Seminal Readings is an Academy-wide reading and discussion exercise undertaken once in each of the three terms at ALA. It is a time the community (students and Staffulty) gathers to discuss issues of universal importance. This post is one person’s perspective of what the week-long exercise means to him and why it is such an important exercise to participate in.
One of my favourite parts of Seminal Readings week is the walk along the corridor at 10:05 am. I deliberately slow down my gait and my tune my ears to listen to the conversations around me. Invariably, students and staff are animated – still discussing the lingering questions and resonant ideas from that morning’s session.
This morning, students Takunda Ushe (Zimbabwe) and Mously Fall (Senegal) stopped in the middle of the walkway and asked when the revolution for the economic liberation of African continent will happen. Who will stage it and how will it unfold? Maida Thabit (Tanzania) and Tsega Seleshi (Ethiopia) sat on a grassy knoll and imagined what an African modeled after the European Union would look like. When I got back to the faculty offices, I found educator from Ghana, Cameroon, South Africa and Slovakia respectively, debating the politics of immigration in a pan-African open-labour market.
This is the tenor of Seminal Readings. The campus comes alive with conversation and debate. People are thinking about important questions and ideas that matter. They are thinking about these ideas as a collective: sharing, probing and refining. The campus turns into a vibrant marketplace of ideas.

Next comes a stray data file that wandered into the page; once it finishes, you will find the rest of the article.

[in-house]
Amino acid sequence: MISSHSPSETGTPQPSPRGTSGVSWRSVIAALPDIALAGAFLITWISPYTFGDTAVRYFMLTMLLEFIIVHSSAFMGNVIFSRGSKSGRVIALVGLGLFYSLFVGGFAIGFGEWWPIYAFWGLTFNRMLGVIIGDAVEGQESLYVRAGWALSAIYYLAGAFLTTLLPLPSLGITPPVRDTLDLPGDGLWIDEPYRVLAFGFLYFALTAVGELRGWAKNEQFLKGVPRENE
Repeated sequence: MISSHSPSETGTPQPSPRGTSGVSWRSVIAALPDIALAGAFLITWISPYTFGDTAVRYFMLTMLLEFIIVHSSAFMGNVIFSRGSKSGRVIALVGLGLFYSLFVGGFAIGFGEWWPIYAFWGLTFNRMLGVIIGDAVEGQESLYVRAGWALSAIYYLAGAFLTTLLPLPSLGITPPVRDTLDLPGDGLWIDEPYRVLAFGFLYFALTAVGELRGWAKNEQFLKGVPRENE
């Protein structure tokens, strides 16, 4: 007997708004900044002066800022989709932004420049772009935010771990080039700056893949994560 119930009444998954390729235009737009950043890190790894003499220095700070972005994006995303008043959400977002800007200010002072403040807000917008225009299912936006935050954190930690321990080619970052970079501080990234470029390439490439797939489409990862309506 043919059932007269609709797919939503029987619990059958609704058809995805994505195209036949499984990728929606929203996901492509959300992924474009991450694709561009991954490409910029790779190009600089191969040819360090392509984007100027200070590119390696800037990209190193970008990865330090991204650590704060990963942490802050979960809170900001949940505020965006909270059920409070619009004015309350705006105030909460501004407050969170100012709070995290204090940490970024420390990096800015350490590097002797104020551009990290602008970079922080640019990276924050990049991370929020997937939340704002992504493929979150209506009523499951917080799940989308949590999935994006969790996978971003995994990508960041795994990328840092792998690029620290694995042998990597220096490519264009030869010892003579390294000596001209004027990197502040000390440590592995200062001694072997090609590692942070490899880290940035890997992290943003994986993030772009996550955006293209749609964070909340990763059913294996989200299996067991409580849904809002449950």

We are all on a quest for a greater truth. We want to become more critical and conscious citizens. We use the texts to sharpen our minds. We engage with each other to develop the best ideas possible. In doing so, we are more empowered in our mission to craft a more peaceful and prosperous continent, and world.
Seminal Reading creates this marketplace by breaking down the traditional constructs of what school is and what learning looks like. First, we break down the barriers and silos schools can create. Your work can often feel individualistic – be it an exam you have to study for, or a lesson you have to plan. You exist primarily in the world of mathematics, in or in the realm of science labs. Here, a Math teacher and a Humanities teacher work together to facilitate a critical discussion on Wangari Maathai’s vision for peace. The traditional barriers of disciplines are broken down and we become a community of learners.
Secondly, teachers are facilitators. We don’t claim to hold a monopoly on the wisdom. We merely guide discussion and ask questions in Socratic style. Paolo Freire describes this kind of environment as one in which the teacher becomes a “teacher-student” – ever ready to learn, and the students becomes student-teachers, active, empowered learners ready to share with, and teach the community. We “become jointly responsible for a process in which all grow” (Cahn, 461).
It is these active and empowered learners that you will hear in the hallways on sunny mornings, talking revolution or pan-Africanism. Their voices and their passion inspire. That’s why it worth taking a few minutes while in the marketplace to pause and listen.